• city planning with biological, ecological and sociological aspects.

Bio-houses and bio-settlements have been sprouting up throughout Europe over the years. They frequently contain solar temperature-control systems or insulated winter gardens for heating. Sites are surveyed with divining rods to ensure the area is free of ground water veins and other electromagnetic disturbances.

Biotechture utilizes vegetation to reverse the harsh processes caused by buildings. Plants usually intercept between 70% and 90% of incoming solar radiation. Deciduous trees can provide a 5 degree C reduction in heat in summer but allows the sun through in winter thereby reducing energy loss by up to 30%.

Many plants have characteristics that can be used for the benefit of construction. Leaves defoliate and remove air pollution, foliage that closes and opens can act like a ventilator, etc. It is advisable to use plant as much as possible to complement the house not only aesthetically but also functionally.

Do You Understand Thermal Mass?

The term thermal mass refers to the resistance of building materials to temperature change. This property can be used very effectively to help control indoor temperatures. In hot climates thick walls such as mud brick or rammed earth which have high thermal mass are ideal. They heat up slowly during the day and then as they cool overnight they slowly release this heat warming the house. This property has long been used in many traditional building techniques in desert communities.  

Solid rock, for instance has a greater thermal mass than earth walls, but if the earth is compressed, to remove trapped air, it's thermal mass can improve.


Other materials which provide good thermal mass include stone, double brick, concrete, earth mounds, sod/earth roofs.    Note these materials are all heavy with high density; this is what gives them thermal mass. Lightweight materials have low thermal mass.


 The property of thermal mass used incorrectly can magnify changes in temperature causing the building to heat up during the day and cool at night.   Thermal mass must be used in conjunction with passive building design. For example a building with thermal mass is aligned to that in winter the sun hits the wall and heats it up, in summer the alignment is such that the eves shade the wall all day allowing the wall to remain cool.


There are three main characteristics of thermal mass, these are:


  • High density – as mentioned above, these materials are very dense.
  • High thermal conductivity – heat can flow through the material.
  • Low reflectivity – the materials do not reflect heat/light, they are dark and matt textured, thus absorbing more energy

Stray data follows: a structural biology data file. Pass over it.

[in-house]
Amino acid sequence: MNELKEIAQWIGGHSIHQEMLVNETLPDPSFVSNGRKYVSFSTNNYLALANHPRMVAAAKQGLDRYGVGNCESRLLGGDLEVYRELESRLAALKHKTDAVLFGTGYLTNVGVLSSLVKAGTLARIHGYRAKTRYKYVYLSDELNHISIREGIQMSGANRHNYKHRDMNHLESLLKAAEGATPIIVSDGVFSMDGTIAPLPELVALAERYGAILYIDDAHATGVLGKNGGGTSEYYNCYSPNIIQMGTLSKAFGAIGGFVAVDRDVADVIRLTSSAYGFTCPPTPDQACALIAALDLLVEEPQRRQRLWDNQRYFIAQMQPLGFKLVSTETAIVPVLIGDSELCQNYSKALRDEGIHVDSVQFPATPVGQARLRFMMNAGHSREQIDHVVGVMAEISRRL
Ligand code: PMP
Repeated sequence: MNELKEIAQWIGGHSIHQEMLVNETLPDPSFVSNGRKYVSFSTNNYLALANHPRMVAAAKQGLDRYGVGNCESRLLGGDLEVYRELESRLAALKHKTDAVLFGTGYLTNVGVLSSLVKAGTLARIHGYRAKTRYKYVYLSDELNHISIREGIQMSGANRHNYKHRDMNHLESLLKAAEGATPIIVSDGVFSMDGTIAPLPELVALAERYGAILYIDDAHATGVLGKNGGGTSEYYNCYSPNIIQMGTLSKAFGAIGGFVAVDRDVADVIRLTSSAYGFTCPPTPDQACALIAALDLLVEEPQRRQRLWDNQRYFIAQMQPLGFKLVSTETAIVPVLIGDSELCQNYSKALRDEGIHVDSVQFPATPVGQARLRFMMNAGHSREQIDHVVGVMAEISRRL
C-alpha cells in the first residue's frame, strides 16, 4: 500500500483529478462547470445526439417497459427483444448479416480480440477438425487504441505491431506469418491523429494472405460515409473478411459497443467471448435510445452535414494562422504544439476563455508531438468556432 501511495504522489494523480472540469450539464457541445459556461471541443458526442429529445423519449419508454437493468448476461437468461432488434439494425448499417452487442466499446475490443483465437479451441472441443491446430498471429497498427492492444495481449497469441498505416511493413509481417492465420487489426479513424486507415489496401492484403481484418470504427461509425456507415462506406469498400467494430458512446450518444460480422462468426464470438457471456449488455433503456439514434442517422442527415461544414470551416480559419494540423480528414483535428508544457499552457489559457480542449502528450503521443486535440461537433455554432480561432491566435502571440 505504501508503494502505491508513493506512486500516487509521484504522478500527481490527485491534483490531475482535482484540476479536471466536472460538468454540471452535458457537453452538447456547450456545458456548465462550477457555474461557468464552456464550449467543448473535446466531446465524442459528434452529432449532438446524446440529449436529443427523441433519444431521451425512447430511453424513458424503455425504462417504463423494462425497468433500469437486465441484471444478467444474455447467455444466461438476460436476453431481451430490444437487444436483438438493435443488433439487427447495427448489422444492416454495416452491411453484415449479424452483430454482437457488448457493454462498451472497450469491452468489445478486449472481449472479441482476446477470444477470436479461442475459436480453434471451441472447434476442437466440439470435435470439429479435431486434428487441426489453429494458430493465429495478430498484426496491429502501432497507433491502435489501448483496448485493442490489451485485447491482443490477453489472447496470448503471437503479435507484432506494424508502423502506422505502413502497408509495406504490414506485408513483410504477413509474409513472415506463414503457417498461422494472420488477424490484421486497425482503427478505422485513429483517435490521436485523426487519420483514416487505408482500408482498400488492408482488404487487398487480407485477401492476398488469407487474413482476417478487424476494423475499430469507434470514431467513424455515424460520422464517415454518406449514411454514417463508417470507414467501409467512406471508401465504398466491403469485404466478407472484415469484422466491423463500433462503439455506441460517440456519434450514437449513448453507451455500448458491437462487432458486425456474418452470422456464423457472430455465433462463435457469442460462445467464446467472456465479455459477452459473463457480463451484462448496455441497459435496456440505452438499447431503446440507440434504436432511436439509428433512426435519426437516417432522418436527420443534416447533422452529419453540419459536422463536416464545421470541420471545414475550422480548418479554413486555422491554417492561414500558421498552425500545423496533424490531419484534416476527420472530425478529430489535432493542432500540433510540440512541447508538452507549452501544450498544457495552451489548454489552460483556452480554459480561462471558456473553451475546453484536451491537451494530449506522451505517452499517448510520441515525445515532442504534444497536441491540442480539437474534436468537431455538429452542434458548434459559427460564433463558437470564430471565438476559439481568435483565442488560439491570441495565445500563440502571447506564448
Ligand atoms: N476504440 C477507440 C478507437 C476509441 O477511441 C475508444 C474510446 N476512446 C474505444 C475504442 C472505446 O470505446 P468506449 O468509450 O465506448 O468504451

Comparing relative values of different materials (note that water has the highest thermal mass):



(volumetric heat capacity, KJ/m³.k)







Compressed earth blocks


Rammed earth


FC sheet (compressed)




Earth wall (adobe)





While thermal mass can be a powerful tool, careful consideration needs to be given to climate and building type to be used appropriately.


Everyone who studies this subject is likely to
discover things that they were previously oblivious to; that may be impacting on themselves, their family or colleagues. Your heightened knowledge and awareness will at the very least, contribute toward improving the health and safety of those around you.

For many graduates though; this course will improve your ability to perform better in your work or business.

This is a course that has the potential to change the way work is done in many professions, including:

  • Health and Safety Officers
  • Health Professionals
  • Architects and Engineers
  • Interior Decorators
  • Builders and other construction industry workers



ACS Distance Education holds an Educational Membership with the ATA
ACS Distance Education holds an Educational Membership with the ATA

ACS is an Organisational Member of the British Institute for Learning and Development
ACS is an Organisational Member of the British Institute for Learning and Development

Member of Study Gold Coast, Education Network
Member of Study Gold Coast, Education Network

ACS is recognised by the IARC
ACS is recognised by the IARC

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  John Mason

Writer, Manager, Teacher and Businessman with over 40 years interenational experience covering Education, Publishing, Leisure Management, Education, and Horticulture. He has extensive experience both as a public servant, and as a small business owner. John is a well respected member of many professional associations, and author of over seventy books and of over two thousand magazine articles.
  Miriam ter Borg

Youth Worker, Tutor, Author and Natural Therapist. Miriam was previously an Outdoor Pursuits Instructor, Youth Worker, Surfing College Program Coordinator, Massage Therapist, Business Owner/Manager. Miriam's qualifications include B.Sc.(Psych), DipRem.Massage, Cert Outdoor Rec.
  Gavin Cole

Former operations manager for highly reputable Landscape firm, The Chelsea Gardener, before starting his own firm. Gavin has over 20 years of industry experience in Psychology, Landscaping, Publishing, Writing and Education. Gavin has a B.Sc., Psych.Cert., M. Psych. Cert.Garden Design, MACA.
  Lyn Quirk

M.Prof.Ed.; Adv.Dip.Compl.Med (Naturopathy); Adv.Dip.Sports Therapy Over 30 years as Health Club Manager, Fitness Professional, Teacher, Coach and Business manager in health, fitness and leisure industries. As business owner and former department head for TAFE, she brings a wealth of skills and experience to her role as a tutor for ACS.